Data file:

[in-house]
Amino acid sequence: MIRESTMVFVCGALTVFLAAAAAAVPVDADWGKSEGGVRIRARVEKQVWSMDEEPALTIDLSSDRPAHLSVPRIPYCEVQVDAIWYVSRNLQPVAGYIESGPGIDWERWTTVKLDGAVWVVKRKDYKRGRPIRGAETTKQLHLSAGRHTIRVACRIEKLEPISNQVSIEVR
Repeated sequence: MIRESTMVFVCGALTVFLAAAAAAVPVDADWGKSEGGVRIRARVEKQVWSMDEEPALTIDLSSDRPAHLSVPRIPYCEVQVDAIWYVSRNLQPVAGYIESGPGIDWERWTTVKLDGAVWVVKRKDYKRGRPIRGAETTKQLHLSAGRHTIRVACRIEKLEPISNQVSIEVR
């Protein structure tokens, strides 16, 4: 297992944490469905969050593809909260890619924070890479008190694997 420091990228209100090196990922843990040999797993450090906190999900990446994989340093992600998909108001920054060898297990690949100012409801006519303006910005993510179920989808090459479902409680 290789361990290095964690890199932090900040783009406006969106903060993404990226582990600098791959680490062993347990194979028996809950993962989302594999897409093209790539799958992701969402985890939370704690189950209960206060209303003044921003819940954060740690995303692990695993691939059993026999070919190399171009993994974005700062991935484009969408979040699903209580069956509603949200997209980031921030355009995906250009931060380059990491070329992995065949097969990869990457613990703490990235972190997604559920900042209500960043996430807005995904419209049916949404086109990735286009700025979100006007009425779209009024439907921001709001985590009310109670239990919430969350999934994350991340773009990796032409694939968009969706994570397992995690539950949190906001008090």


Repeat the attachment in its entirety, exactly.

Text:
[in-house]
Amino acid sequence: MIRESTMVFVCGALTVFLAAAAAAVPVDADWGKSEGGVRIRARVEKQVWSMDEEPALTIDLSSDRPAHLSVPRIPYCEVQVDAIWYVSRNLQPVAGYIESGPGIDWERWTTVKLDGAVWVVKRKDYKRGRPIRGAETTKQLHLSAGRHTIRVACRIEKLEPISNQVSIEVR
Repeated sequence: MIRESTMVFVCGALTVFLAAAAAAVPVDADWGKSEGGVRIRARVEKQVWSMDEEPALTIDLSSDRPAHLSVPRIPYCEVQVDAIWYVSRNLQPVAGYIESGPGIDWERWTTVKLDGAVWVVKRKDYKRGRPIRGAETTKQLHLSAGRHTIRVACRIEKLEPISNQVSIEVR
């Protein structure tokens, strides 16, 4: 297992944490469905969050593809909260890619924070890479008190694997 420091990228209100090196990922843990040999797993450090906190999900990446994989340093992600998909108001920054060898297990690949100012409801006519303006910005993510179920989808090459479902409680 290789361990290095964690890199932090900040783009406006969106903060993404990226582990600098791959680490062993347990194979028996809950993962989302594999897409093209790539799958992701969402985890939370704690189950209960206060209303003044921003819940954060740690995303692990695993691939059993026999070919190399171009993994974005700062991935484009969408979040699903209580069956509603949200997209980031921030355009995906250009931060380059990491070329992995065949097969990869990457613990703490990235972190997604559920900042209500960043996430807005995904419209049916949404086109990735286009700025979100006007009425779209009024439907921001709001985590009310109670239990919430969350999934994350991340773009990796032409694939968009969706994570397992995690539950949190906001008090």